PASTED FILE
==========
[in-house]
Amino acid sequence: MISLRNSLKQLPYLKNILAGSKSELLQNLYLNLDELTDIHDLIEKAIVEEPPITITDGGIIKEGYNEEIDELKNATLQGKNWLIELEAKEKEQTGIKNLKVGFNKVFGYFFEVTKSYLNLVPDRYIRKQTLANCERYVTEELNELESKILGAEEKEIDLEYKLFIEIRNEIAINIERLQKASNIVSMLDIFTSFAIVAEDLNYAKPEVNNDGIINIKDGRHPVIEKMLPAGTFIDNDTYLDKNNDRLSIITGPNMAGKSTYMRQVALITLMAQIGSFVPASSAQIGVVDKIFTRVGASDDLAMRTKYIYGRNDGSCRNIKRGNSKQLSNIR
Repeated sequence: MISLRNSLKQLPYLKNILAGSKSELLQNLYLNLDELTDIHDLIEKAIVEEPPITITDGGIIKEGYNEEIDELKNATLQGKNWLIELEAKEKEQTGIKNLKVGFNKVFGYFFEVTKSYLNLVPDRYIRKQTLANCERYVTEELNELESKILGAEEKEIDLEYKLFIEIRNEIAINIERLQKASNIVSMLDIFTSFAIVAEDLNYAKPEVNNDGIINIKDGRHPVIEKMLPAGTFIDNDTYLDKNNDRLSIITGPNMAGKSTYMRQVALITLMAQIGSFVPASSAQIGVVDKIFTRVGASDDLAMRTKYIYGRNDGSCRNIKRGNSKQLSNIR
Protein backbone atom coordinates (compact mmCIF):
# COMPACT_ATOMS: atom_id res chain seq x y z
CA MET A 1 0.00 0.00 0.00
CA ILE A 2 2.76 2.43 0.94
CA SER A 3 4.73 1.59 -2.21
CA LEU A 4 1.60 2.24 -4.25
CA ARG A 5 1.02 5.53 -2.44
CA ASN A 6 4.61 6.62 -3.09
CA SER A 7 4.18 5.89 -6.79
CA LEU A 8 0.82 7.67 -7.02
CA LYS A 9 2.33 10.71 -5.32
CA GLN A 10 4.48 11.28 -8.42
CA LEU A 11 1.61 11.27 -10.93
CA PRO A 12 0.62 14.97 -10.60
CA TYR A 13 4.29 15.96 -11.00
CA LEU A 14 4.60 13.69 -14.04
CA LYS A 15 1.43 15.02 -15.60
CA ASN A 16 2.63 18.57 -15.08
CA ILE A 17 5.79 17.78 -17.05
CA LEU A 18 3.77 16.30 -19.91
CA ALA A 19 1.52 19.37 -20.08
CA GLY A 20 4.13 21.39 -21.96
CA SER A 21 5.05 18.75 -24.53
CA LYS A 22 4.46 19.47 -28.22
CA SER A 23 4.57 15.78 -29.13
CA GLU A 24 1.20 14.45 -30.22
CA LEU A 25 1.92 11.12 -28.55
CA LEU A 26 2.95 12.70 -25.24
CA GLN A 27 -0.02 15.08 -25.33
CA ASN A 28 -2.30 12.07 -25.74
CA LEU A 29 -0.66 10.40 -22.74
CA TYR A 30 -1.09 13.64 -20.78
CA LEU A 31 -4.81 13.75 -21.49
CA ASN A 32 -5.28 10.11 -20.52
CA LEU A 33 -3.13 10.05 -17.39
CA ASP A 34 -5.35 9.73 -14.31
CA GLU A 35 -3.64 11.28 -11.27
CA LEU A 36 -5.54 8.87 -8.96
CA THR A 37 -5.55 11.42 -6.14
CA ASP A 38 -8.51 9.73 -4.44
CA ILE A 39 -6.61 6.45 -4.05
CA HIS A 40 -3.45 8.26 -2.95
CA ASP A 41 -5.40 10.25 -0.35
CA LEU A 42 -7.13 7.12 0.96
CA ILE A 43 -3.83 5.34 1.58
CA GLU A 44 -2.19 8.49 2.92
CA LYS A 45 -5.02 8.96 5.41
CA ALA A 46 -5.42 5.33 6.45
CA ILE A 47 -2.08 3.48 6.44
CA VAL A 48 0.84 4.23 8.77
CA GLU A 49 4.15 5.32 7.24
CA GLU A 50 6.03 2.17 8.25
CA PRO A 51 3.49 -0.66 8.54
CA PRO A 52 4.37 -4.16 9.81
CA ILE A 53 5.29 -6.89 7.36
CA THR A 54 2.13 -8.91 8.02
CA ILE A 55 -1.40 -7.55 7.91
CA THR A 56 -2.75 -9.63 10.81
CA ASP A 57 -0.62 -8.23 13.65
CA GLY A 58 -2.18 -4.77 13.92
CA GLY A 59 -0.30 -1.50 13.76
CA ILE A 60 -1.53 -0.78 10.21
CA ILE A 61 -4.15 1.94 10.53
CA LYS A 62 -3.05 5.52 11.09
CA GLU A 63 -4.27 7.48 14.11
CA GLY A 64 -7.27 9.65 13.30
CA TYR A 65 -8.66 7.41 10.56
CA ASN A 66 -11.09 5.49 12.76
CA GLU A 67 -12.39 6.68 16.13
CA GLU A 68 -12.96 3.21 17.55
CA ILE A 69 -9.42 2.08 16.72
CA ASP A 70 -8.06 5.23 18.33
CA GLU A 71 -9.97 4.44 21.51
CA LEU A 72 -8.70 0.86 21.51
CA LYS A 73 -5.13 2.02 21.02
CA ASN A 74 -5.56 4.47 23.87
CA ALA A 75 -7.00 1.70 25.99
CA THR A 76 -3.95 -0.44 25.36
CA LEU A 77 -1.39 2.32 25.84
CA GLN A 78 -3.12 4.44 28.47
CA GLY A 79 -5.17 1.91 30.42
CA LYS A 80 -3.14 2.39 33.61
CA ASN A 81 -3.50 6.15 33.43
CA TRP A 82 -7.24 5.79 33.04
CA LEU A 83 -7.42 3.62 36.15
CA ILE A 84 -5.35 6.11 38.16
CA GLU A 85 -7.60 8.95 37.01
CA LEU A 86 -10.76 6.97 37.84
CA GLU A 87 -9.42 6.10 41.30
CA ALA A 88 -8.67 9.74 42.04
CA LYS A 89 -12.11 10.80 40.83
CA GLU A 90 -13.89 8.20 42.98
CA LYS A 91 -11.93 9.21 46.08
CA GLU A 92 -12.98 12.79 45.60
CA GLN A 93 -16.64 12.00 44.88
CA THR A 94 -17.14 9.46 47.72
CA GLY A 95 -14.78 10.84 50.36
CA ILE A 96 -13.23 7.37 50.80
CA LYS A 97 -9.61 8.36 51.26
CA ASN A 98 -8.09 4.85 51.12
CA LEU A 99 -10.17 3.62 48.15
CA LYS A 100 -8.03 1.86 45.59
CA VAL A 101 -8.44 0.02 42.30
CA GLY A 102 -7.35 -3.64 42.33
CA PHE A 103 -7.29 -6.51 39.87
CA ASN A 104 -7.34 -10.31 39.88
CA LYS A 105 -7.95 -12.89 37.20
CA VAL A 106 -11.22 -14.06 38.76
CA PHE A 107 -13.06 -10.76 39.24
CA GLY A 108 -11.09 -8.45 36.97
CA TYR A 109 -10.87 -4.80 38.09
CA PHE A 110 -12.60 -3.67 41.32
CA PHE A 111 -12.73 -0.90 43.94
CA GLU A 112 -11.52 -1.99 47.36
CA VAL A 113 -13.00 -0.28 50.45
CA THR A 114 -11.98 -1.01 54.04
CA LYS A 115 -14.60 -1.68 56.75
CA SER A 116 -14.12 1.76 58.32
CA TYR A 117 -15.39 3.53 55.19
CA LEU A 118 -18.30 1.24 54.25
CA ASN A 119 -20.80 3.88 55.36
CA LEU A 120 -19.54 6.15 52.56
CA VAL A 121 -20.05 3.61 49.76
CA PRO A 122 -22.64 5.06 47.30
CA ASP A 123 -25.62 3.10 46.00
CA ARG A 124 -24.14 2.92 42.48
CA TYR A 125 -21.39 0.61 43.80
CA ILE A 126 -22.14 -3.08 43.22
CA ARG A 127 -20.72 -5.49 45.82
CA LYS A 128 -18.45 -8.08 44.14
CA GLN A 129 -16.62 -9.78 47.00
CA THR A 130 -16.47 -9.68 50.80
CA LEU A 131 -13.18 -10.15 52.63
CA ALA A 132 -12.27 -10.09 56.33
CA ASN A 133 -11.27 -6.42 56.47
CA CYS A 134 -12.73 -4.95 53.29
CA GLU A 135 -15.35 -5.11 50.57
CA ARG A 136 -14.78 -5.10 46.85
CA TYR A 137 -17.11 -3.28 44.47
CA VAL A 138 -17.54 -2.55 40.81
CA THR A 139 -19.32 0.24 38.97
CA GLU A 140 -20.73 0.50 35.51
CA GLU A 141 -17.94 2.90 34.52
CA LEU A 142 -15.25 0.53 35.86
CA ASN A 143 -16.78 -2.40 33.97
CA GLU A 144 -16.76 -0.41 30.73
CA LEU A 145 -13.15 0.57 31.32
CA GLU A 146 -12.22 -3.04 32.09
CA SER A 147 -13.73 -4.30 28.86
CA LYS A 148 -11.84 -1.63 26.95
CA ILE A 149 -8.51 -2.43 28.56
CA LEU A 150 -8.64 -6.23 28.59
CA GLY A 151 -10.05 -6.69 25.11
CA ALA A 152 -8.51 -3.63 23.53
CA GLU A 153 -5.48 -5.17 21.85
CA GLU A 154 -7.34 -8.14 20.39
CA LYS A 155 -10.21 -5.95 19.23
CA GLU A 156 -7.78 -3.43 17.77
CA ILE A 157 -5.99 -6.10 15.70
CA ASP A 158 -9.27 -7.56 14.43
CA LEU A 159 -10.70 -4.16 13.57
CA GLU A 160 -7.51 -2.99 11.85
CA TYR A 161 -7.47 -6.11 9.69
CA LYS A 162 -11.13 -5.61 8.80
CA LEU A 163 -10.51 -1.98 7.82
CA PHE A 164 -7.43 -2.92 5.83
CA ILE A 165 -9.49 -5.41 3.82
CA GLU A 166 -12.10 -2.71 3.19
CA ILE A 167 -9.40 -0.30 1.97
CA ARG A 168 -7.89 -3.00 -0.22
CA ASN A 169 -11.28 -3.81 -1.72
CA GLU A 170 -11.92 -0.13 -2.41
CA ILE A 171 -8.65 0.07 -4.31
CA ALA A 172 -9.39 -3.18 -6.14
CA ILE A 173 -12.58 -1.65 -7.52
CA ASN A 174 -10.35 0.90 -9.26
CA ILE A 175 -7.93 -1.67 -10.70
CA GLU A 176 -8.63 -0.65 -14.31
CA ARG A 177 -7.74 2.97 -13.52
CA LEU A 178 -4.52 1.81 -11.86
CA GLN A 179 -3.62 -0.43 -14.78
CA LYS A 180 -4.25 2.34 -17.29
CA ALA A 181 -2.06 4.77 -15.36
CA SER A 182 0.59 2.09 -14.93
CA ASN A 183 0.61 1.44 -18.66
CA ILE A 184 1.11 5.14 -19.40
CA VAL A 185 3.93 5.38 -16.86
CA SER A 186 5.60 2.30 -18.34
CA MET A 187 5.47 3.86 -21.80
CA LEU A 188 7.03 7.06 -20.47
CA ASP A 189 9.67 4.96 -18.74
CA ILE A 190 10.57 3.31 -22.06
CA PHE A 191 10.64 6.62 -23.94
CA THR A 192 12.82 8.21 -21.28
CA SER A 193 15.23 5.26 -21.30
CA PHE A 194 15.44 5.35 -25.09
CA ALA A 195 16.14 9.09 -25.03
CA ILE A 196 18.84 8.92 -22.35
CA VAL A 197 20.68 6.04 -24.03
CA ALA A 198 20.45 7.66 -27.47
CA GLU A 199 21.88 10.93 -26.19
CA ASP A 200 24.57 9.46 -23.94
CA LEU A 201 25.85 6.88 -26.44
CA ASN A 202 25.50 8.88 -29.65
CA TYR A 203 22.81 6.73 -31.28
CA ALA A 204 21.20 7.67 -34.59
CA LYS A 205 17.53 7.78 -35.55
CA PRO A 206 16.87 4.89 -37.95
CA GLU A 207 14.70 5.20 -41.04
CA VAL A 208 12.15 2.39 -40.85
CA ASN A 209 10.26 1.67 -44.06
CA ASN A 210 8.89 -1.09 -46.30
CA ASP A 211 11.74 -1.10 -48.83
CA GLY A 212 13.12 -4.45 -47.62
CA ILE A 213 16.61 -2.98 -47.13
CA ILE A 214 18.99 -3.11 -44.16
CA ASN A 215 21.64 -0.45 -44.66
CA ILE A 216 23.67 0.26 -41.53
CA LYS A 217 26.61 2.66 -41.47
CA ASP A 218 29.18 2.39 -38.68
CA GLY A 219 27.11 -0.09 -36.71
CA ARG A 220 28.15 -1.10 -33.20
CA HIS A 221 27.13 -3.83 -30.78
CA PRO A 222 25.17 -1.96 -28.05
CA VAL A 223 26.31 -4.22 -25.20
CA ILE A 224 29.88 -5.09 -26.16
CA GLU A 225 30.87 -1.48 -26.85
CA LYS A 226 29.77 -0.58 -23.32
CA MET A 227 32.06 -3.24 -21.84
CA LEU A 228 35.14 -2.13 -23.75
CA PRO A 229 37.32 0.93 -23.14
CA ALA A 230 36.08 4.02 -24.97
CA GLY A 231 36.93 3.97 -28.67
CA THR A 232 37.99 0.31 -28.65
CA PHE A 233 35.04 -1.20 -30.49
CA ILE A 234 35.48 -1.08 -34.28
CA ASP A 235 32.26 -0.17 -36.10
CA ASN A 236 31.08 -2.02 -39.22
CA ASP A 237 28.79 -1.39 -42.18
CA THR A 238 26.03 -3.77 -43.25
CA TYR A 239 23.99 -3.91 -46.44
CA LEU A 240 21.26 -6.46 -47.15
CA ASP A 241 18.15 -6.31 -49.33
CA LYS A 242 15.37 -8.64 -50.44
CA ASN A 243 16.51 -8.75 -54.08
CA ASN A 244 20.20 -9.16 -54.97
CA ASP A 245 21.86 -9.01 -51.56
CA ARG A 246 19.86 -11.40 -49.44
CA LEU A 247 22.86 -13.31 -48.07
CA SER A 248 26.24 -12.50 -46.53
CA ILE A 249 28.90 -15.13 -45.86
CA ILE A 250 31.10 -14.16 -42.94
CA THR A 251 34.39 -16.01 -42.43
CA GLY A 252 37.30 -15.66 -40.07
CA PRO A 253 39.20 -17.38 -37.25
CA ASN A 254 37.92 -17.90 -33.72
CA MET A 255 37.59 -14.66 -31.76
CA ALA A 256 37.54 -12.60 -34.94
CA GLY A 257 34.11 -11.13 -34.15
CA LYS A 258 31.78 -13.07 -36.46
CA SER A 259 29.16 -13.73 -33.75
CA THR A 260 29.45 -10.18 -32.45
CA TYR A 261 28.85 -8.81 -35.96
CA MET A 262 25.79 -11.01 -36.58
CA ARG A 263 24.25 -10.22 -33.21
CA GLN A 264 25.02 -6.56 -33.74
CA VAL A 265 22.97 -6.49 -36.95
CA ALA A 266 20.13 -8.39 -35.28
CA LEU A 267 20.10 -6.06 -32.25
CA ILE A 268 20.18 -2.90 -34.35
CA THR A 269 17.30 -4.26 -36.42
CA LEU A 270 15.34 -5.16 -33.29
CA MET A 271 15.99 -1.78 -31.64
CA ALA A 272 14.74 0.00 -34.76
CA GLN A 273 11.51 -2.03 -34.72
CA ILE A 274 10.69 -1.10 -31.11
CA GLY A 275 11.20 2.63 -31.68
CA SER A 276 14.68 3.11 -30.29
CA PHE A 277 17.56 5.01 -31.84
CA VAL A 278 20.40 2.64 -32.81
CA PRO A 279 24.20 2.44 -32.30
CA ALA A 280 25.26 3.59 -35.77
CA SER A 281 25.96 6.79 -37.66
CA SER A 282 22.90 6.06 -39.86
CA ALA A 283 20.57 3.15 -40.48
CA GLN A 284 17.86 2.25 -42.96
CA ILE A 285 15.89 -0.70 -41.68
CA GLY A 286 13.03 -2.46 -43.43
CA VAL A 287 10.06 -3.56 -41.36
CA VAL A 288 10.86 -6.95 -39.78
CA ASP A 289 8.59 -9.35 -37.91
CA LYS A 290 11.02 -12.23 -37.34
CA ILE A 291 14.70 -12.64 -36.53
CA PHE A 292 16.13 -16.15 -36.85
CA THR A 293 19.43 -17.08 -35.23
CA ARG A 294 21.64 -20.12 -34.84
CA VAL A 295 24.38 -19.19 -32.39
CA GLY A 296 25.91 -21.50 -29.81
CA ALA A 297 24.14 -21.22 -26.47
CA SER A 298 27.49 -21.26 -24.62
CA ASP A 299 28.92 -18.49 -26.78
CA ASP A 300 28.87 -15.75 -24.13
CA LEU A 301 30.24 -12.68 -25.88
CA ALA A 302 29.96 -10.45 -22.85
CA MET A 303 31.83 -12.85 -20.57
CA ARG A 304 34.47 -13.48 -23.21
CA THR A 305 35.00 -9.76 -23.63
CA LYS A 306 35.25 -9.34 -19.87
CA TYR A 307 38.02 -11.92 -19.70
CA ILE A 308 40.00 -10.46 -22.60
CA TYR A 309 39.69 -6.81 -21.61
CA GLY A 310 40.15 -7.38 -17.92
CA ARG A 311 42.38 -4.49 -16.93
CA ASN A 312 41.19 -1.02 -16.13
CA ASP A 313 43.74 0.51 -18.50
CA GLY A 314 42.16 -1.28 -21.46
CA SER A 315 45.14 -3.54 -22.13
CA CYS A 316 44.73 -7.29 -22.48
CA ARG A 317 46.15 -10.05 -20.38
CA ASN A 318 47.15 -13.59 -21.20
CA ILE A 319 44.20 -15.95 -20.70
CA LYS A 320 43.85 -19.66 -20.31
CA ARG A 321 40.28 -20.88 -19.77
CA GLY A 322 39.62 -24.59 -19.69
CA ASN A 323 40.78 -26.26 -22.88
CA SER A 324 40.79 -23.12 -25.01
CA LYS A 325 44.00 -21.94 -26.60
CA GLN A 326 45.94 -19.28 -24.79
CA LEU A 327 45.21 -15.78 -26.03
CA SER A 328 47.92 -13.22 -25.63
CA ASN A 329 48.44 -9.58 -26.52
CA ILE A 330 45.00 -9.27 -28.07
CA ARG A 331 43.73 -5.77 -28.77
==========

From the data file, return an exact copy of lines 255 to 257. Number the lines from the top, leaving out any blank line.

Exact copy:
CA ILE A 250 31.10 -14.16 -42.94
CA THR A 251 34.39 -16.01 -42.43
CA GLY A 252 37.30 -15.66 -40.07